Greyhound welfare is how a greyhound’s health, safety and wellbeing are affected by its physical and social environment. All owners, trainers, breeders and licence holders have a duty of care to their greyhounds to ensure their welfare is protected.

There are five domains, formerly known as the five freedoms of animal welfare, which are an internationally recognised framework for assessing an animal’s welfare status. The Commission’s Code of Practice for the Welfare of Greyhounds will be based on the five domains of animal welfare.

The five domains of animal welfare are:


Providing appropriate nutrition and access to food


Ensuring environmental opportunity and choice


Ensuring fitness, ableness and access to treatment


Enabling behavioural expression

Mental State:

Encouraging engagement and positive stimulation

Unfortunately in the past, greyhound welfare was not a priority for some involved in the industry and media exposure of animal rights abuses led to a major investigation into greyhound racing, which resulted in the sport being banned.  The NSW Government overturned the ban and tasked the Greyhound Industry Reform Panel with making recommendations on new animal welfare and governance arrangements to reform the industry.  A major recommendation of the reform panel was to establish the Greyhound Welfare and Integrity Commission to uphold high animal welfare standards, oversee integrity, and monitor and enforce compliance.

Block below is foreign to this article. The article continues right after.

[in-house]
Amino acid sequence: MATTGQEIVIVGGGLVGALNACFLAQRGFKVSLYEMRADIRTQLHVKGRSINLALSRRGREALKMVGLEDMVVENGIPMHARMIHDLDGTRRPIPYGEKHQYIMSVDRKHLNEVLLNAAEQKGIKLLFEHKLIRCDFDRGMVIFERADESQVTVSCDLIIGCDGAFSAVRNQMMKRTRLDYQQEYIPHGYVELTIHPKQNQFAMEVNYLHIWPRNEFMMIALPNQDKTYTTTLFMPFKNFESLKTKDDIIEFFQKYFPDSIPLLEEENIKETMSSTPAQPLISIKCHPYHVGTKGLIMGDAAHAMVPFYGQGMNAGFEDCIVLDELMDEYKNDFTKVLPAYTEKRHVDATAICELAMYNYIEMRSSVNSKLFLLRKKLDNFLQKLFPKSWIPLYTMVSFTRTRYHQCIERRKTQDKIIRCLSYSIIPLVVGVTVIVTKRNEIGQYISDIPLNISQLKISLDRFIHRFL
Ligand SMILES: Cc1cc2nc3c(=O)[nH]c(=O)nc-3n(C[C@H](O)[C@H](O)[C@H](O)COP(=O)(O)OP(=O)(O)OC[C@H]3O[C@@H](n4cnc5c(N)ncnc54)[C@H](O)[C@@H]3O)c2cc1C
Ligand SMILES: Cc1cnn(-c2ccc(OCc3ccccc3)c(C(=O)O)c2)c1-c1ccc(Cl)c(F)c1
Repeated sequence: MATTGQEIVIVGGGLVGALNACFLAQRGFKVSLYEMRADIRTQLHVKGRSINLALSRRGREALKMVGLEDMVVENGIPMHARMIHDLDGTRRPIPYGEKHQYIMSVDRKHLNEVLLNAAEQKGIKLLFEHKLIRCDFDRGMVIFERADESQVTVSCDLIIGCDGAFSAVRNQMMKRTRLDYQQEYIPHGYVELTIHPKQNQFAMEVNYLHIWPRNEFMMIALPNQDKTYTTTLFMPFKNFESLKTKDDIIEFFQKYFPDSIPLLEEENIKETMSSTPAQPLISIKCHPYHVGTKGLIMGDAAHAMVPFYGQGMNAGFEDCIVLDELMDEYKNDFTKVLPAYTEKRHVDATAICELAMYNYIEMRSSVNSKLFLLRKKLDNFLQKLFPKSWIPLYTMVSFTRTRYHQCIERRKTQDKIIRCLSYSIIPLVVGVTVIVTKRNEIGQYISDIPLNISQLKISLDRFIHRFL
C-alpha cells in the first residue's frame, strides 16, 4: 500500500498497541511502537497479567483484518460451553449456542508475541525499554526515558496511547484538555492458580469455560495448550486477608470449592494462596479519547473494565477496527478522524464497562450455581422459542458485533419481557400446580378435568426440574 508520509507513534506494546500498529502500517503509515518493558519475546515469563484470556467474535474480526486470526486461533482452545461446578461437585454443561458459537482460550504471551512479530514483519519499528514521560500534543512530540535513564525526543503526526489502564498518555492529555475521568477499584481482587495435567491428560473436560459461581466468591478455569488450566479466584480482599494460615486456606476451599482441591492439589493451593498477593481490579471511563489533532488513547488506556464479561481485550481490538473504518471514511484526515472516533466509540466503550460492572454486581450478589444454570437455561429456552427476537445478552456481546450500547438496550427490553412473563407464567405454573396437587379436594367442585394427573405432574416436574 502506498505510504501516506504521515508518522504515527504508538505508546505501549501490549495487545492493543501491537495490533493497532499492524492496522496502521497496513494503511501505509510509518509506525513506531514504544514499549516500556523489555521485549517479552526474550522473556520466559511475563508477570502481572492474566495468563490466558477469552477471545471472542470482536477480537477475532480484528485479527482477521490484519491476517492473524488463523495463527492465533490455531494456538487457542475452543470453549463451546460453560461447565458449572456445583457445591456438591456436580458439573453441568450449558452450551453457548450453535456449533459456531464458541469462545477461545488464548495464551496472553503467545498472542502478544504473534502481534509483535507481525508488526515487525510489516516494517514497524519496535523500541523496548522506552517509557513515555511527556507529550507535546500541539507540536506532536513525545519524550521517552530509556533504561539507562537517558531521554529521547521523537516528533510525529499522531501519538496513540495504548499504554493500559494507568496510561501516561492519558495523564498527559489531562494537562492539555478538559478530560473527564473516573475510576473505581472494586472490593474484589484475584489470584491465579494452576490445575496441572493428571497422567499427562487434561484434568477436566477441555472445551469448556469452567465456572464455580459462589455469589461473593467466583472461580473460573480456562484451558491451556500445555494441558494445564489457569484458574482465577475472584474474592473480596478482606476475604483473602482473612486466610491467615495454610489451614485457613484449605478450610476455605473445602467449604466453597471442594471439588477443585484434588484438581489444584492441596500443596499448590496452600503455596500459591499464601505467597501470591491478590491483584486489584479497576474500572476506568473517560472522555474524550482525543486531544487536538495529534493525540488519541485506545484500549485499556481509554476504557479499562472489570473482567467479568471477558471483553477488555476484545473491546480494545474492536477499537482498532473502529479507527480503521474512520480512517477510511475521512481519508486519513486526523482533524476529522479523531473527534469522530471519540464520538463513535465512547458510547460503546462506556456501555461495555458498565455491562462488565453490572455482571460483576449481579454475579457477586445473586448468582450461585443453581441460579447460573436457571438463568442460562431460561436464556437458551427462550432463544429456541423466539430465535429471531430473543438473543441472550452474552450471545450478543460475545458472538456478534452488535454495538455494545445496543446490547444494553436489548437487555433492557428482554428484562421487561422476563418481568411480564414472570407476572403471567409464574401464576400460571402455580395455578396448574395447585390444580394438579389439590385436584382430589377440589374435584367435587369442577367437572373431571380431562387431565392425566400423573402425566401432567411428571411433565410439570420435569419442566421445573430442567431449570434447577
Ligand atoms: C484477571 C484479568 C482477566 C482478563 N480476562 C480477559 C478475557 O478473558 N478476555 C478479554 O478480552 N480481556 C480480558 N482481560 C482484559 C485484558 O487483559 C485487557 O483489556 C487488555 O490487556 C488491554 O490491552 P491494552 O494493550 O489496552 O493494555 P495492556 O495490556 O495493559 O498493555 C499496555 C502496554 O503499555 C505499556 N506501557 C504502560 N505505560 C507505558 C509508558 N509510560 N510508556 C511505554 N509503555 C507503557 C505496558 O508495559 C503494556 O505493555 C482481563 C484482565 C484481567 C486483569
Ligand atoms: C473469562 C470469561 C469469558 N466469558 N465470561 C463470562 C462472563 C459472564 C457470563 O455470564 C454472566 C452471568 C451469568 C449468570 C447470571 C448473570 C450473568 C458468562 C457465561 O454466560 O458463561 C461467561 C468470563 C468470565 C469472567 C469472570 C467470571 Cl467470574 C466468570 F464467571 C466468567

The reform panel recommended the establishment of a comprehensive animal welfare plan for the greyhound industry, which is supported by strong compliance and enforcement measures. The Commission will work with industry and welfare partners to develop a strong welfare plan based on the reform panel’s recommendations and guidelines.

The Greyhound Industry Reform Panel recommended the Industry Welfare Plan should contain the following:

  • A Code of Practice for the Welfare of Greyhounds
  • A whole of lifecycle tracking system so the whereabouts of a greyhound is known throughout its life
  • Licensing and accreditation of industry participants that imposes obligations on them to appropriately care for a greyhound at each stage of its life
  • Stronger penalties and new offences that deter and punish cruelty to greyhounds and animals potentially used in live baiting